Smoking cessation was validated by CO breath test at 1 week, 3 months, 6 months, and 1 year. Success was defined as verified non-smoking at each of these time points with claimed non-smoking between these times. Non-attenders were classified as failures.

Statistical methods

Data analysis was performed using the χ2 test employing SPSS software. Statistical significance was taken as p<0.05.


Between October 1998 and December 1999 a total of 423 patients were referred to the smoking cessation counsellor. Eighty four (20%) did not attend. Of the 339 who did attend, 94 (28%) were unwilling to enter the trial. The remaining 245 patients (112 men) were randomised, 109 to the AS group and 136 to the AS+NRT group. Of those in the NRT group, 44% received the higher dose of nicotine patches (30 mg, 20 mg, 10 mg) and 66% the lower dose of nicotine patches (20 mg, 20 mg, 10 mg). All received in addition 48 cartridges of 10 mg nicotine inhalators. There was no significant difference between the demographic characteristics of the two groups at entry to the trial (table 1).

Table 1

Comparison of treatment groups by demographic factors at entry to study

At 1 year 35 (14%) of the total group were verified as abstinent at 1 week, 3 months, 6 months and 1 year and said that they had not smoked between these time points, 15 (14%) in the AS group and 20 (15%) in the AS+NRT group (table 2). At 1 week 110 (45%) patients were confirmed by a CO breath test as non-smokers, 36 AS and 74 AS+NRT (p<0.001). However, by 6 months the difference had disappeared. There was no significant difference in patient characteristics for smoking cessation (table 3), nor was there a significant difference between disease type and smoking cessation at 1 week (heart disease 21/51 (41%), lung disease 69/154 (45%), other disease 20/40 (50%), p=0.702).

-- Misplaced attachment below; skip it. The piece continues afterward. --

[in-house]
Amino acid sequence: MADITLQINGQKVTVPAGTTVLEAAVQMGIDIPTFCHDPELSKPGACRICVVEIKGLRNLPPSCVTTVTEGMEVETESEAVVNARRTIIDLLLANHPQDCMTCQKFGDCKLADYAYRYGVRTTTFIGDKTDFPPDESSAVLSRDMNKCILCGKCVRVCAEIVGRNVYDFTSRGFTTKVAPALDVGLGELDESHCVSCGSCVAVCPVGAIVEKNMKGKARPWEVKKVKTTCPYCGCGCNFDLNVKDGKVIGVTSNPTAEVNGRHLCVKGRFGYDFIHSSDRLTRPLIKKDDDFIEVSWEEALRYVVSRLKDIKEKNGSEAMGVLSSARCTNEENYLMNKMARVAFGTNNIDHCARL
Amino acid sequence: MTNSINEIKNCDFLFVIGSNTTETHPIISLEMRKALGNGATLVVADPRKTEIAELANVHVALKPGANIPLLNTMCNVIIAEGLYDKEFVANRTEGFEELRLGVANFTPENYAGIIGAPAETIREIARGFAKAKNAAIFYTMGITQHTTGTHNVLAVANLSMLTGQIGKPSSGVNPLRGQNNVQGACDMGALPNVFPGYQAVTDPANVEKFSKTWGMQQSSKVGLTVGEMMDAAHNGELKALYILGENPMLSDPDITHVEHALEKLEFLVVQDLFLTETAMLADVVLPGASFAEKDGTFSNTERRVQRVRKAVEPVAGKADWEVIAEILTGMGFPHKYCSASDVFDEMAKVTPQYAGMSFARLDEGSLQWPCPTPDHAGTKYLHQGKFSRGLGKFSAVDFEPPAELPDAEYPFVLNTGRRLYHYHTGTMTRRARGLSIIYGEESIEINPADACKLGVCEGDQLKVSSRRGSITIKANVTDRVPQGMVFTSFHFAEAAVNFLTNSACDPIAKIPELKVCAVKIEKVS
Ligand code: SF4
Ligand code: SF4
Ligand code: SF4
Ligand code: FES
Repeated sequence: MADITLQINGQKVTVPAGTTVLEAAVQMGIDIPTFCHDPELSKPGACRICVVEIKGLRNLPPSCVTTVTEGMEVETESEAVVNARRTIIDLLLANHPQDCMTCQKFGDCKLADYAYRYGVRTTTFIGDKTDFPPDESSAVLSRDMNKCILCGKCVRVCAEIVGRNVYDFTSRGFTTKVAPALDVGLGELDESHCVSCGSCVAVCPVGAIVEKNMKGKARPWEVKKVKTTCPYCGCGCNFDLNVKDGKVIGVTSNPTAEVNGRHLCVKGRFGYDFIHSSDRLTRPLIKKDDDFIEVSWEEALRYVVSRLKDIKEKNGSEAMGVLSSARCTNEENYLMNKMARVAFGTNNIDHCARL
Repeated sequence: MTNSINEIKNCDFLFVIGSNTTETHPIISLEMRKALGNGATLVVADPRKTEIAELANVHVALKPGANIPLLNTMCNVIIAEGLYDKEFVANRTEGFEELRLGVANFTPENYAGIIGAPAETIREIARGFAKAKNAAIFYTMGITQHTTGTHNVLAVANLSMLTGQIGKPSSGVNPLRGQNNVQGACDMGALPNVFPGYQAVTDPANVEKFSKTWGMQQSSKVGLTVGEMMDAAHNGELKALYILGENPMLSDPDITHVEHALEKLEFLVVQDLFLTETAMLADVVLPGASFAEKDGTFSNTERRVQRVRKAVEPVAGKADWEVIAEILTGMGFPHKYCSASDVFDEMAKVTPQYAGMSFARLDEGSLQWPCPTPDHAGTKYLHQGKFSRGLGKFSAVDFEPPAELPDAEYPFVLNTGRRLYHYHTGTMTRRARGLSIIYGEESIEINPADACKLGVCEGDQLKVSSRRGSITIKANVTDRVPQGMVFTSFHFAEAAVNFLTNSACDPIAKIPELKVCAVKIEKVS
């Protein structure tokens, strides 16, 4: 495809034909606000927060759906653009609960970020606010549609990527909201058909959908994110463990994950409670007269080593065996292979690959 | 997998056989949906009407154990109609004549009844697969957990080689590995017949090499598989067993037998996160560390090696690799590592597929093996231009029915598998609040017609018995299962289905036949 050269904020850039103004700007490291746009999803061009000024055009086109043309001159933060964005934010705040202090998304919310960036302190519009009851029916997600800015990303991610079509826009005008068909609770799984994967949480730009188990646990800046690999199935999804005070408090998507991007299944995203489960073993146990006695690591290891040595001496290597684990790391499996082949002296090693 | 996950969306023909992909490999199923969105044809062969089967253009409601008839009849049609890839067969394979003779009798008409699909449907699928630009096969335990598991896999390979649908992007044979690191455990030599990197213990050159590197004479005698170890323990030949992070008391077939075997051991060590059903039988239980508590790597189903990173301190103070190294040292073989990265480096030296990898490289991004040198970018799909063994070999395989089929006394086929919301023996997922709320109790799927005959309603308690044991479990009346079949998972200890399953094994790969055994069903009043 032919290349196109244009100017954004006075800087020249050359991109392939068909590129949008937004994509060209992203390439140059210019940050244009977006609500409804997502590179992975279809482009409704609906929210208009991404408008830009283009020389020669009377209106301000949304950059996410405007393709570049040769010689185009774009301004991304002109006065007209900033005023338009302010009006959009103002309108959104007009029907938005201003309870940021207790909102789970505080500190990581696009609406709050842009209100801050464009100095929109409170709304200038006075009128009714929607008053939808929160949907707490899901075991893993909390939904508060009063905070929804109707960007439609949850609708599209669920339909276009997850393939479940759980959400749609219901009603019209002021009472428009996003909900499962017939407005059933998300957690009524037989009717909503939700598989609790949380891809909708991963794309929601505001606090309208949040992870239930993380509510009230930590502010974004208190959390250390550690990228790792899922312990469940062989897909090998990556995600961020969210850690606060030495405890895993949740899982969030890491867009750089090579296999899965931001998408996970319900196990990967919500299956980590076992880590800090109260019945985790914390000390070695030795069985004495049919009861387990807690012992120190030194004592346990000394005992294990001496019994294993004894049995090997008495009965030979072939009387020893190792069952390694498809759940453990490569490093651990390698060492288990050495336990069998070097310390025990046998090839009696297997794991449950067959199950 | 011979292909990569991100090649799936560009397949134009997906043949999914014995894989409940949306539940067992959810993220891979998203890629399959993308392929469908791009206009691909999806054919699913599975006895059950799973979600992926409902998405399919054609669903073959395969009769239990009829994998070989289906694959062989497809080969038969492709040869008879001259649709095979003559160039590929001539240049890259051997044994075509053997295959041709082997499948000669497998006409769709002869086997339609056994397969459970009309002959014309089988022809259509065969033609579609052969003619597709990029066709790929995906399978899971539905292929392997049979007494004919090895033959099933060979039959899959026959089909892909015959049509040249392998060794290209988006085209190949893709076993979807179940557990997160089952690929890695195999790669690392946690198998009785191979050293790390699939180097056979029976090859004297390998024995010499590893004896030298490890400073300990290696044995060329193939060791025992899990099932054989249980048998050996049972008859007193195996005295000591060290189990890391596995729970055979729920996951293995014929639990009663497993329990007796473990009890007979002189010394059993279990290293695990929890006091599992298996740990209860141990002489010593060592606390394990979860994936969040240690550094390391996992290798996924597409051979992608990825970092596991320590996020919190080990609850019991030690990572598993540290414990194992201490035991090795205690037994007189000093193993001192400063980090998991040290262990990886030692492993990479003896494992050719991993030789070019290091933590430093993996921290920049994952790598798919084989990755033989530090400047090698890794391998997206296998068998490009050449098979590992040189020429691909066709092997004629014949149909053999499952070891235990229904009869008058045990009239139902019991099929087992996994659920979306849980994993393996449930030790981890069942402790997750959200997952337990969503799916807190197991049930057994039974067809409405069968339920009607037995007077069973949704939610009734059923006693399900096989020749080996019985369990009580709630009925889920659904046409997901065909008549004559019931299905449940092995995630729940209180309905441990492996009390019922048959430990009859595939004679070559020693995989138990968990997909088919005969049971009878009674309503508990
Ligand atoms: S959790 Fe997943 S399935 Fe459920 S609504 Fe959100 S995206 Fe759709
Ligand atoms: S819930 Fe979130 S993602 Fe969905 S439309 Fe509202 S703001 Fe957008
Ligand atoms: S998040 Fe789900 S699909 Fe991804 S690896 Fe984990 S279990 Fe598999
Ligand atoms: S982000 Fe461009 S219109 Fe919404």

Table 2

Rates of sustained abstinence from smoking for 1 week, 1 month, 3 months, 6 months, and 1 year and level of significance of differences between the two groups

Table 3

Patient characteristics and smoking cessation at 1 year


All 136 patients randomised to receive NRT were issued with NRT but 28% did not use it; 30% used the full supply (table 4). Thirty four percent started smoking again before they used the full supply and a further 8% terminated use of the patches because of allergic reactions. The successes in this group were in those who used the full supply with the exception of two individuals, one who never used NRT and one who stopped taking NRT because of an allergic reaction.

Table 4

Compliance in the nicotine replacement therapy (NRT) group and success at 1 year


Most previously published studies which have shown a significant effect of NRT on smoking cessation have been on healthy volunteers recruited by advertisements in the media. Two studies using NRT did not find a significant benefit in hospital patients in terms of sustained validated cessation for at least 1 year.12,13 Other studies of hospital patients have reported only the point prevalence of cessation at 6 months18 or have only followed up patients for 12 weeks.19 However, neither of these studies showed a significant benefit of NRT. In this study we have again been unable to show a lasting benefit of NRT using the combination of regular patches and on demand inhalator.